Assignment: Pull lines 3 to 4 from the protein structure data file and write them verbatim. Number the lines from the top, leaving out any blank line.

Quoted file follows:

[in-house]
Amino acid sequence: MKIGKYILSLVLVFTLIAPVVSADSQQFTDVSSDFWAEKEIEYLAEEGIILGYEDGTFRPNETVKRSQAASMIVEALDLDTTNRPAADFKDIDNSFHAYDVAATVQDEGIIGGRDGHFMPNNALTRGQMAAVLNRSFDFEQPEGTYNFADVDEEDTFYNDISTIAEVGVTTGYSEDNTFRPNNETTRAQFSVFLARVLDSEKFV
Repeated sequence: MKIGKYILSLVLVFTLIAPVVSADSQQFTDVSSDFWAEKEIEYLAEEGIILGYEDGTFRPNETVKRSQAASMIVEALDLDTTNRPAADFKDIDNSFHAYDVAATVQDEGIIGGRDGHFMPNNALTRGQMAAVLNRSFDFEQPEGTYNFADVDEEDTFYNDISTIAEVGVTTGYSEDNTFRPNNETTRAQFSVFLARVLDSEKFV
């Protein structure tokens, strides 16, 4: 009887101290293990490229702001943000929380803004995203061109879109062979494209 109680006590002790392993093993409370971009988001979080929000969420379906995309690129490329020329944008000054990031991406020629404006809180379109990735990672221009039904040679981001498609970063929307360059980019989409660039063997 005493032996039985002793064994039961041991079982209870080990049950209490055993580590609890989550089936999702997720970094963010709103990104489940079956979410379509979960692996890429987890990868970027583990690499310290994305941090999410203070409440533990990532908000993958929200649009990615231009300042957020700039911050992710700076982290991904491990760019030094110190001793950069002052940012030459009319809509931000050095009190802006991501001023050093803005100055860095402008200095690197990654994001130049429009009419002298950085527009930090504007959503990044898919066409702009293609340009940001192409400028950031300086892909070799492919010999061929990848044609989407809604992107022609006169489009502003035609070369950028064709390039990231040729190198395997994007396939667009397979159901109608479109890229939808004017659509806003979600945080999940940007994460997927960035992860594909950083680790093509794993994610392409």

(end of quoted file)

Repeated sequence: MKIGKYILSLVLVFTLIAPVVSADSQQFTDVSSDFWAEKEIEYLAEEGIILGYEDGTFRPNETVKRSQAASMIVEALDLDTTNRPAADFKDIDNSFHAYDVAATVQDEGIIGGRDGHFMPNNALTRGQMAAVLNRSFDFEQPEGTYNFADVDEEDTFYNDISTIAEVGVTTGYSEDNTFRPNNETTRAQFSVFLARVLDSEKFV
């Protein structure tokens, strides 16, 4: 009887101290293990490229702001943000929380803004995203061109879109062979494209 109680006590002790392993093993409370971009988001979080929000969420379906995309690129490329020329944008000054990031991406020629404006809180379109990735990672221009039904040679981001498609970063929307360059980019989409660039063997 005493032996039985002793064994039961041991079982209870080990049950209490055993580590609890989550089936999702997720970094963010709103990104489940079956979410379509979960692996890429987890990868970027583990690499310290994305941090999410203070409440533990990532908000993958929200649009990615231009300042957020700039911050992710700076982290991904491990760019030094110190001793950069002052940012030459009319809509931000050095009190802006991501001023050093803005100055860095402008200095690197990654994001130049429009009419002298950085527009930090504007959503990044898919066409702009293609340009940001192409400028950031300086892909070799492919010999061929990848044609989407809604992107022609006169489009502003035609070369950028064709390039990231040729190198395997994007396939667009397979159901109608479109890229939808004017659509806003979600945080999940940007994460997927960035992860594909950083680790093509794993994610392409």